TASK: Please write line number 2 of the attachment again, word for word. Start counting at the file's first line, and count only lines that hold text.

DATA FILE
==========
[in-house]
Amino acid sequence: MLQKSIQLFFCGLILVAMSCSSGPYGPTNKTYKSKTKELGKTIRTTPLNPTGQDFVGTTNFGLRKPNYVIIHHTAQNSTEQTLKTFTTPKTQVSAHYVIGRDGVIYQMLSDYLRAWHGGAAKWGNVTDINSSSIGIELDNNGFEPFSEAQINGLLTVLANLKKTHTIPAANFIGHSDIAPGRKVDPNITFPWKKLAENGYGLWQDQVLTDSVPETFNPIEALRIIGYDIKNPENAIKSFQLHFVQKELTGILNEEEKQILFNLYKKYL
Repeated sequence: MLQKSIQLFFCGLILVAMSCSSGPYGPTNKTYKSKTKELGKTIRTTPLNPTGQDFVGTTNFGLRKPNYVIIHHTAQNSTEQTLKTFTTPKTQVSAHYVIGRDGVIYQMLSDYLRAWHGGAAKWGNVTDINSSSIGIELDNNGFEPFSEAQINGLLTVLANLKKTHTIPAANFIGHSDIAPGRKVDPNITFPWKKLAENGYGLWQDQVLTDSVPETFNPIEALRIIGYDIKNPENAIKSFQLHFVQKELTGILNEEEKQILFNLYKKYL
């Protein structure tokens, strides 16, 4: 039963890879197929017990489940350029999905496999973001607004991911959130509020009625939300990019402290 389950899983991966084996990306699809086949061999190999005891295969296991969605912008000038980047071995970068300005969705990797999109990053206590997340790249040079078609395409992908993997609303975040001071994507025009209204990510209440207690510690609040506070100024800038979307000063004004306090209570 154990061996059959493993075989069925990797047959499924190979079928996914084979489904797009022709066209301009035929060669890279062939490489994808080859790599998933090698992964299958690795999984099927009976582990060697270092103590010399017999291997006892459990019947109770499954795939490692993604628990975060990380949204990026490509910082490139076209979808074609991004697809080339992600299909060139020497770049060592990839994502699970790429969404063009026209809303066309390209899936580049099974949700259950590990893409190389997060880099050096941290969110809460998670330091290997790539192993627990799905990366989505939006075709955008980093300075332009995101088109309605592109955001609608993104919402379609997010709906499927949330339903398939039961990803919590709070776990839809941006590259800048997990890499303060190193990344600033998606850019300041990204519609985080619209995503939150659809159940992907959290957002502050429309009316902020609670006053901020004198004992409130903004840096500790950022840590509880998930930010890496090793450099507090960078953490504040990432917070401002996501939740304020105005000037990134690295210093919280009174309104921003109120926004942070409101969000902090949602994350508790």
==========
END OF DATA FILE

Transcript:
Amino acid sequence: MLQKSIQLFFCGLILVAMSCSSGPYGPTNKTYKSKTKELGKTIRTTPLNPTGQDFVGTTNFGLRKPNYVIIHHTAQNSTEQTLKTFTTPKTQVSAHYVIGRDGVIYQMLSDYLRAWHGGAAKWGNVTDINSSSIGIELDNNGFEPFSEAQINGLLTVLANLKKTHTIPAANFIGHSDIAPGRKVDPNITFPWKKLAENGYGLWQDQVLTDSVPETFNPIEALRIIGYDIKNPENAIKSFQLHFVQKELTGILNEEEKQILFNLYKKYL